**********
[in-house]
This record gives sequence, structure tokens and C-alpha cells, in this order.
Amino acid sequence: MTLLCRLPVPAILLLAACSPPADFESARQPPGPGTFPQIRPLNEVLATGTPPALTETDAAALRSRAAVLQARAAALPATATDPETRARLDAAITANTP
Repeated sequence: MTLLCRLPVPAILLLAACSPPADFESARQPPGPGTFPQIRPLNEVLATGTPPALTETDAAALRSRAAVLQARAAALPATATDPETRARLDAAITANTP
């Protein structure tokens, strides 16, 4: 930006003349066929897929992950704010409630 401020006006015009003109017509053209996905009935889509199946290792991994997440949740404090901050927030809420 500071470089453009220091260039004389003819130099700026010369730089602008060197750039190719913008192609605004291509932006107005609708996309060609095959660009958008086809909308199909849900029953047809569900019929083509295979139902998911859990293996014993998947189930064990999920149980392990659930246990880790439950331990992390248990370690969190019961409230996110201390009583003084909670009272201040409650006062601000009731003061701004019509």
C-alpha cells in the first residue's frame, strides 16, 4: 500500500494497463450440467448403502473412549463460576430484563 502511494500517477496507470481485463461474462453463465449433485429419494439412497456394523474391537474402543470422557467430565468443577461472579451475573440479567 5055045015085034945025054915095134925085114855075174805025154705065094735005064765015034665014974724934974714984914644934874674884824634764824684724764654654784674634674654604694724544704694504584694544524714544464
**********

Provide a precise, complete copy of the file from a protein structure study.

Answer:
[in-house]
This record gives sequence, structure tokens and C-alpha cells, in this order.
Amino acid sequence: MTLLCRLPVPAILLLAACSPPADFESARQPPGPGTFPQIRPLNEVLATGTPPALTETDAAALRSRAAVLQARAAALPATATDPETRARLDAAITANTP
Repeated sequence: MTLLCRLPVPAILLLAACSPPADFESARQPPGPGTFPQIRPLNEVLATGTPPALTETDAAALRSRAAVLQARAAALPATATDPETRARLDAAITANTP
């Protein structure tokens, strides 16, 4: 930006003349066929897929992950704010409630 401020006006015009003109017509053209996905009935889509199946290792991994997440949740404090901050927030809420 500071470089453009220091260039004389003819130099700026010369730089602008060197750039190719913008192609605004291509932006107005609708996309060609095959660009958008086809909308199909849900029953047809569900019929083509295979139902998911859990293996014993998947189930064990999920149980392990659930246990880790439950331990992390248990370690969190019961409230996110201390009583003084909670009272201040409650006062601000009731003061701004019509």
C-alpha cells in the first residue's frame, strides 16, 4: 500500500494497463450440467448403502473412549463460576430484563 502511494500517477496507470481485463461474462453463465449433485429419494439412497456394523474391537474402543470422557467430565468443577461472579451475573440479567 5055045015085034945025054915095134925085114855075174805025154705065094735005064765015034665014974724934974714984914644934874674884824634764824684724764654654784674634674654604694724544704694504584694544524714544464